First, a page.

Bio The Pixies

(A.k.a. Charles Michael Kittridge Thompson IV, a.k.a Frank Black) This guy is something else. One moment singing about U.F.O.s and the next screaming lyrics in Spanish. He is one of a kind. His head strong approach and eccentric antics are what endeared him to many Pixies fans.

(A.k.a. Mrs John Murphy) Kim was the one that showed us that women can play kick arse rock too! Her breathy lyrical style complimented Black Francis' high pitched shrills, coming together to give the Pixies a distinctive lyrical style that is their signature.

Kim and Black Francis can't be given all the credit for formulating the signature sound of the Pixies, Joey Santiago's wailing guitar is in there too. The quirky solos and screaming riffs that Joey played also set the band apart and inspired so many to "take up arms".

Up the back of the stage, there in every song that they released, David Lovering was laying down a beat that connected with Kim's bass and really made this band rock! The song "Cactus" from the album Surfer Rosa was just one example of this union.


My Pixies Story

I have been listening to the Pixies since 1989, when friends of mine came over from Texas in the US and brought with them a copy of Surfer Rosa & Doolittle which were back to back on the one cassette. I remember thinking to myself, "Hmmm....The Pixies... strange name for a band!". I listened to that tape.. and the first Pixies song I ever heard was Debaser.

I was blown away.

From that moment on, I was a Pixies fan. It changed the way I regarded music and played a major part in shaping the musical tastes that I have today. It inspired me.

No matter where I go, or what I do... there are always the Pixies. They are the kind of band that you can listen to anytime, whatever the mood you're in. And I frequently do. It's very rare if I go a few days without popping a Pixies CD on the stereo.

I recently had a friend make a comment to me when I picked her up in my car one Friday night. She said, "Adam, I love getting into your car...makes me feel real good cuz you always have a Pixies tape playing!". "Always" may be an exaggeration, but you see, she was in the group of friend that "discovered" the Pixies all those years ago. They were good times.

Very rarely am I passionate about any particular issue or thing, but it dawned on me how passionate I am about the Pixies. I feel like I want to "spread the word" and get people to listen to them, to experience the same things that I get out of them. I know it's a little evangelistic, but any die hard Pixies fan will understand EXACTLY what I am talking about here.

"So, take a little Pixies trip with me.... It'll change your life..."

Adam Echter (A.k.a. Thrashin), 1997


The Full Pixies Story

(A combination of bios I have come across on the net.)

Faced with the choices of going to New Zealand to view Halley's Comet or quitting college, going home to Boston and starting a band, Charles Michael Kittridge Thompson IV (Black Francis) took the easy path. He left Puerto Rico where he was studying as an exchange student, and persuaded his good friend Joey Santiago to join him in his dream. Never mind the fact that they were both amateurs and barely knew how to play guitar.

They put an ad in the paper for a third member, requiring that those who answered enjoyed the music of Husker Du and Peter, Paul and Mary. Only one person responded, a former cheerleader from Dayton Ohio named Kim Deal. She brought along drummer David Lovering, who had been a guest at her wedding reception.

Joey Santiago chose the band's name by flipping through a dictionary, originally known as Pixies in Panoply, they later shortened it to just "Pixies". Charles Thompson got his stage name when his father joked that if he ever had another son, he would name him Black Francis. And so the Pixies were born.

Despite the fact that none of them had any experience, the record label they sent their demos to, 4AD, was so impressed that they turned the demo tapes into the band's first EP, Come On Pilgrim. The album introduced the bands abrasive, powerful sound and Francis' oblique lyrics.

Surfer Rosa, produced by Big Blacks, Steve Albini, exaggerated the savage fury of its predecessor and the set was acclaimed Album Of The Year in much of the UK Rock Press.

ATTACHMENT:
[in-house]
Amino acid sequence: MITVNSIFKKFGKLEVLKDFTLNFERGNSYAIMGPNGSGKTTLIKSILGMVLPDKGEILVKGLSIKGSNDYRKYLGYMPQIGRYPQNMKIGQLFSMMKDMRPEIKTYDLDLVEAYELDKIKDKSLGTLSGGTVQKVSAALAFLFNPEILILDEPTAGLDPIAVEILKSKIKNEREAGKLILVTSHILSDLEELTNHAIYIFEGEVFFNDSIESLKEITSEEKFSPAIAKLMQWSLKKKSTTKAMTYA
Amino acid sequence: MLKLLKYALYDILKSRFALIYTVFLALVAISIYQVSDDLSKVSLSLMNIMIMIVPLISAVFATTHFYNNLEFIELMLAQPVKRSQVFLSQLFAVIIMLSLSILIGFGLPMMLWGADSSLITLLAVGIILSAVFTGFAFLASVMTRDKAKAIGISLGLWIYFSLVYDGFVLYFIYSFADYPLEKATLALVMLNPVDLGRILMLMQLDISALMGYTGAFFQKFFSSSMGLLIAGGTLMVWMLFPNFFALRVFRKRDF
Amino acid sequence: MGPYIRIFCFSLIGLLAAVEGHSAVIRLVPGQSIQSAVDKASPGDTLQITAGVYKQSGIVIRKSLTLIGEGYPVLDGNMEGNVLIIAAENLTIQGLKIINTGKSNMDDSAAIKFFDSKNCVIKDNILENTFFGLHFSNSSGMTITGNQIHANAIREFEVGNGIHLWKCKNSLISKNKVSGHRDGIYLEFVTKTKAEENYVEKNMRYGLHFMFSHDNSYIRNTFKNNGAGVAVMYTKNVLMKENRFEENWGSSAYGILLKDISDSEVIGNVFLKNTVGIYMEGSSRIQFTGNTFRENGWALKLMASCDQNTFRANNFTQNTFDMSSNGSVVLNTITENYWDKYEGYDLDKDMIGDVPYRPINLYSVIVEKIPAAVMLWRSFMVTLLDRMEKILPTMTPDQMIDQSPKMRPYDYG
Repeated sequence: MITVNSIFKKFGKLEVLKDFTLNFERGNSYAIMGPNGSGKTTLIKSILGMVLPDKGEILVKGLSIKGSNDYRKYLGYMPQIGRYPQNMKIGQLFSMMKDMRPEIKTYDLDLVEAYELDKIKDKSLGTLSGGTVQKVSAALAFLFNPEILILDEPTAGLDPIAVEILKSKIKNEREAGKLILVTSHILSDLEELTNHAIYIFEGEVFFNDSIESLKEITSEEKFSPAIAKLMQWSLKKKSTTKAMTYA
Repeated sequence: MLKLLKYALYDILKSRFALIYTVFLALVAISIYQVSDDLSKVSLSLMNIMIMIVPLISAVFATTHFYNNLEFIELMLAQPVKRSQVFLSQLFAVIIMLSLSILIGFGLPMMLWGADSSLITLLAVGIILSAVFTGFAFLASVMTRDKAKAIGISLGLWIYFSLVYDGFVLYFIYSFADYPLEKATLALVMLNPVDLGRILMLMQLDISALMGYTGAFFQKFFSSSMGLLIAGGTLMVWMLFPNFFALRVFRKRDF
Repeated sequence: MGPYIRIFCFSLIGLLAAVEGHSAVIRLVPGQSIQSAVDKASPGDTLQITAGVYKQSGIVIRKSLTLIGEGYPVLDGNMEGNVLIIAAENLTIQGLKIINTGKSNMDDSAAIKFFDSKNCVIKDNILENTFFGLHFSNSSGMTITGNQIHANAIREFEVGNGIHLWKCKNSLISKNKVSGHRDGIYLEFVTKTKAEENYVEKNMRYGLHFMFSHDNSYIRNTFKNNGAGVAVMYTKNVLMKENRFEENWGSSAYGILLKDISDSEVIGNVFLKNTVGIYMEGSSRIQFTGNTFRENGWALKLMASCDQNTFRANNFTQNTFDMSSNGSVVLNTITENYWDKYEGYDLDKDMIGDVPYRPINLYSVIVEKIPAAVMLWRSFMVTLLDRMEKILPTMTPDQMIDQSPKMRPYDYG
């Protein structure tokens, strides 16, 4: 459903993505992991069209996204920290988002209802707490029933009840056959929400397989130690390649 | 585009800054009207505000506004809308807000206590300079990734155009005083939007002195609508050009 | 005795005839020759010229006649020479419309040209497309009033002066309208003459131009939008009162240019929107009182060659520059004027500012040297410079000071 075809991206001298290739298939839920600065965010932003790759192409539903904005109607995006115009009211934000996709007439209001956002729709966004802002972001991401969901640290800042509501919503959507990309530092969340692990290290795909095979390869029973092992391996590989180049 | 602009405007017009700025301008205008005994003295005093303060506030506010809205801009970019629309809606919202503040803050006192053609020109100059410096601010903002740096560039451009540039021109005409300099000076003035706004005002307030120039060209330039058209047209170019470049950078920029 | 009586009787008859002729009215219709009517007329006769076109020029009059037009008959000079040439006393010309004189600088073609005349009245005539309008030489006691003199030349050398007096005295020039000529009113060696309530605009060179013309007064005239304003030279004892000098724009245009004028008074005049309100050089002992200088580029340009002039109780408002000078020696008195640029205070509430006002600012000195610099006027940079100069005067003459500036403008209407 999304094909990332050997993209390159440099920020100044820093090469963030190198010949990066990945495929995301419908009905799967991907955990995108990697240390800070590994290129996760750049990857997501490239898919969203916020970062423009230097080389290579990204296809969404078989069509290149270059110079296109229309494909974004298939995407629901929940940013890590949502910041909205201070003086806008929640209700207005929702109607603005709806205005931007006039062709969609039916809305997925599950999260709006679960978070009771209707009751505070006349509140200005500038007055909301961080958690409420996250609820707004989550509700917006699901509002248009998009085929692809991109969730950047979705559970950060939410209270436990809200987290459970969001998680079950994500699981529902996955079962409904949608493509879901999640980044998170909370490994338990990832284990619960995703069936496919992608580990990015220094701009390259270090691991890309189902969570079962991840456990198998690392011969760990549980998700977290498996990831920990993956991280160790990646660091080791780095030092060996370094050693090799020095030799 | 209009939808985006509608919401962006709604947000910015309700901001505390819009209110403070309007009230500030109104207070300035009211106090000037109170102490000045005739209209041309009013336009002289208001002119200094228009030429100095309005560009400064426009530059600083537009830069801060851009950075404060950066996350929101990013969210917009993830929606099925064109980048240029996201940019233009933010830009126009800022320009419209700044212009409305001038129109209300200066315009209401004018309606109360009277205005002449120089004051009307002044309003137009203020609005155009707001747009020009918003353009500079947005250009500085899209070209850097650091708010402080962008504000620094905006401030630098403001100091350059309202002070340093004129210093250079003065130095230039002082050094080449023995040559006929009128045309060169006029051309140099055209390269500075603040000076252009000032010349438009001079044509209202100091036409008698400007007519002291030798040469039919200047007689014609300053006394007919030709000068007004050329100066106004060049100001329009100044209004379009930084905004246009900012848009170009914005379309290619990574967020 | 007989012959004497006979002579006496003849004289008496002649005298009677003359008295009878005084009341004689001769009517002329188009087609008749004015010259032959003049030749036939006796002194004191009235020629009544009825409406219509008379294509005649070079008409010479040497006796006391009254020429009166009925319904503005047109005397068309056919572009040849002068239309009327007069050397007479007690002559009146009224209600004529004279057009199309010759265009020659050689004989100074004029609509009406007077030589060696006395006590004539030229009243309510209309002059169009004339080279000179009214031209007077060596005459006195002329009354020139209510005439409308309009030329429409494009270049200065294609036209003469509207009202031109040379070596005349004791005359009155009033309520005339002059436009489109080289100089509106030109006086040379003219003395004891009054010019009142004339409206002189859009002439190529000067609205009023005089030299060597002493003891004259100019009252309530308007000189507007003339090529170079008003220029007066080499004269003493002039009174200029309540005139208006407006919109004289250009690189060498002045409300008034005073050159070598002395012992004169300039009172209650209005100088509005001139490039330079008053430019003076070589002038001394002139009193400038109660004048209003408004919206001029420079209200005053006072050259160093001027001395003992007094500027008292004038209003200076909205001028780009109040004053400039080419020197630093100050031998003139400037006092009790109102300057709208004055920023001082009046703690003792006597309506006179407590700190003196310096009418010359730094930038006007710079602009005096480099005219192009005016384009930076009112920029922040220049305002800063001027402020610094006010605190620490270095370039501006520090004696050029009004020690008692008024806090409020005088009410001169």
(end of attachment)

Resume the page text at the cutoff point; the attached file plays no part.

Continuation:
The superlative Doolittle emphasised the quartet's grasp of melody, yet retained their drive, and this thrilling collection scaled the national Top 10, aided and abetted by the bands most enduring single Monkey Gone To Heaven.

The Pixies were now a highly popular attraction and their exciting live performances enhanced a growing reputation, establishing clear stage favourites in Debaser, Cactus, Wave of Mutilation and Bone Machine.

1990's Bossanova showed and undiminished fire with a blend of pure pop with Allison and sheer ferocity in Rock Music. The band found themselves the darlings of the Rock Press and were once again widely regarded for recording one of the top albums of the year.

Trompe Le Monde was, if anything an even harsher collections than those which had preceded it, prompting some critics to describe it as 'the Pixies Heavy Metal album'.

When the band broke up, due partially to artistic differences between Black Francis and Kim Deal, it was Black Francis who made the decision, and announced the breakup in an interview before the the rest of the band had been informed. Afterwards he inverted his stage name to Frank Black and became a solo artist, taking with him Joey Santiago.

Kim Deal focused her attention on the Breeders, a band which had formerly been a side project and David Lovering took a break.

After touring with Frank Black, Joey Santiago and David lovering joined forces and started The Martinis.

Eventhough Frank, Kim, Joey and Dave have all gone on to form other bands and projects, what they created as the Pixies is regarded by many as their best work to date.


The Gary Smith Story

(The guy that discovered the Pixies - From the Inside sleave of "Death To The Pixies")

Death to the Pixies

Three kids in rock tee shirts are drinking colas at the outdoor café table beside mine as I try to pull these notes together. They don’t look a bit out of place in their alterna-rock duds even though they’re a hundred miles from any radio station worth listening to. There’s no rock club here. There’s no hip record store. There’s just the modern fabric of life in America in which MTV has set the tone and alternative rock has provided the content for the homogenisation of the world. It’s a monochrome Gap wonderland from sea to shining sea and any attempt at dressing "alternatively" is immediately co-opted by some New York designer who plasters the same tortured individuality across a two-page advertising spread in Vanity Fair, or Details or Q. In fact, these kids could just as easily be on a photo shoot for unisex cologne as be rock n roll fans. Meanwhile there’s a huge Fuji dirigible flying overhead and a wonderstruck old woman is pleading with passers-by to look up. "Come on!". She implores, "That’s not something you see everyday!". But undoubtedly it is because no one even notices her, let alone the flashing and blinking flying machine hovering like the future above them.